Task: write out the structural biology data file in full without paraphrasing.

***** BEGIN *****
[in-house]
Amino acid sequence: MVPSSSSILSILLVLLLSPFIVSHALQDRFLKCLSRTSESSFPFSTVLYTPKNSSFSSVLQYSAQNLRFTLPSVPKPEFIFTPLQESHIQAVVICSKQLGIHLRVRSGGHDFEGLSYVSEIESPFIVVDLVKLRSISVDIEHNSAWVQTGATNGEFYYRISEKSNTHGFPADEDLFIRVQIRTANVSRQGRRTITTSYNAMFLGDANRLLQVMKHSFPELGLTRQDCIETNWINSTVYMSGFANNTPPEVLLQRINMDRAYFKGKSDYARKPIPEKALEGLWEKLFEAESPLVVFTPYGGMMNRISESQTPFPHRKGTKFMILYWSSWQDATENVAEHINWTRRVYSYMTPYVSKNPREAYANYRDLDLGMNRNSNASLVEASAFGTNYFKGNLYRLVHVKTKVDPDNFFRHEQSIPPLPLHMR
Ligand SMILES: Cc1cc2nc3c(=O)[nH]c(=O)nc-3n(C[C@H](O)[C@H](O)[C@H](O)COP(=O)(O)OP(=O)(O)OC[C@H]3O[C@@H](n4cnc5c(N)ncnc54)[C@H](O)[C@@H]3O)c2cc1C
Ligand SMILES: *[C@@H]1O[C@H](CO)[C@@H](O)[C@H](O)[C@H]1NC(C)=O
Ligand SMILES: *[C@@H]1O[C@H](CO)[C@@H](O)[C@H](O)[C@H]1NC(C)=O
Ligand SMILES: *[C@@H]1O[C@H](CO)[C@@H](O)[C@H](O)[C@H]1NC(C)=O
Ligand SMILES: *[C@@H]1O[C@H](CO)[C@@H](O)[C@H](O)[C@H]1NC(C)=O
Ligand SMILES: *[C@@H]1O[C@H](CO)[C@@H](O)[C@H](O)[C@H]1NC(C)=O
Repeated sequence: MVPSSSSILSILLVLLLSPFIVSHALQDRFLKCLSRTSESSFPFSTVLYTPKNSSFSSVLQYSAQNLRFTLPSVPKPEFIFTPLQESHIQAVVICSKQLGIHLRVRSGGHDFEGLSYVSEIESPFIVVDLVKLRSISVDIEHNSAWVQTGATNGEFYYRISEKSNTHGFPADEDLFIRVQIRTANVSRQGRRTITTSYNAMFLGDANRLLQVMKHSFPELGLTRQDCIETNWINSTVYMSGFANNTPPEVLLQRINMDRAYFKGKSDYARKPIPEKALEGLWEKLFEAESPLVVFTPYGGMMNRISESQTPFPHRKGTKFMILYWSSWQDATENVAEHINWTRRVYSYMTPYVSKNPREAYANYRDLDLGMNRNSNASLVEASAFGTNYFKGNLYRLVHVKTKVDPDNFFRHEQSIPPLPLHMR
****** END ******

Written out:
[in-house]
Amino acid sequence: MVPSSSSILSILLVLLLSPFIVSHALQDRFLKCLSRTSESSFPFSTVLYTPKNSSFSSVLQYSAQNLRFTLPSVPKPEFIFTPLQESHIQAVVICSKQLGIHLRVRSGGHDFEGLSYVSEIESPFIVVDLVKLRSISVDIEHNSAWVQTGATNGEFYYRISEKSNTHGFPADEDLFIRVQIRTANVSRQGRRTITTSYNAMFLGDANRLLQVMKHSFPELGLTRQDCIETNWINSTVYMSGFANNTPPEVLLQRINMDRAYFKGKSDYARKPIPEKALEGLWEKLFEAESPLVVFTPYGGMMNRISESQTPFPHRKGTKFMILYWSSWQDATENVAEHINWTRRVYSYMTPYVSKNPREAYANYRDLDLGMNRNSNASLVEASAFGTNYFKGNLYRLVHVKTKVDPDNFFRHEQSIPPLPLHMR
Ligand SMILES: Cc1cc2nc3c(=O)[nH]c(=O)nc-3n(C[C@H](O)[C@H](O)[C@H](O)COP(=O)(O)OP(=O)(O)OC[C@H]3O[C@@H](n4cnc5c(N)ncnc54)[C@H](O)[C@@H]3O)c2cc1C
Ligand SMILES: *[C@@H]1O[C@H](CO)[C@@H](O)[C@H](O)[C@H]1NC(C)=O
Ligand SMILES: *[C@@H]1O[C@H](CO)[C@@H](O)[C@H](O)[C@H]1NC(C)=O
Ligand SMILES: *[C@@H]1O[C@H](CO)[C@@H](O)[C@H](O)[C@H]1NC(C)=O
Ligand SMILES: *[C@@H]1O[C@H](CO)[C@@H](O)[C@H](O)[C@H]1NC(C)=O
Ligand SMILES: *[C@@H]1O[C@H](CO)[C@@H](O)[C@H](O)[C@H]1NC(C)=O
Repeated sequence: MVPSSSSILSILLVLLLSPFIVSHALQDRFLKCLSRTSESSFPFSTVLYTPKNSSFSSVLQYSAQNLRFTLPSVPKPEFIFTPLQESHIQAVVICSKQLGIHLRVRSGGHDFEGLSYVSEIESPFIVVDLVKLRSISVDIEHNSAWVQTGATNGEFYYRISEKSNTHGFPADEDLFIRVQIRTANVSRQGRRTITTSYNAMFLGDANRLLQVMKHSFPELGLTRQDCIETNWINSTVYMSGFANNTPPEVLLQRINMDRAYFKGKSDYARKPIPEKALEGLWEKLFEAESPLVVFTPYGGMMNRISESQTPFPHRKGTKFMILYWSSWQDATENVAEHINWTRRVYSYMTPYVSKNPREAYANYRDLDLGMNRNSNASLVEASAFGTNYFKGNLYRLVHVKTKVDPDNFFRHEQSIPPLPLHMR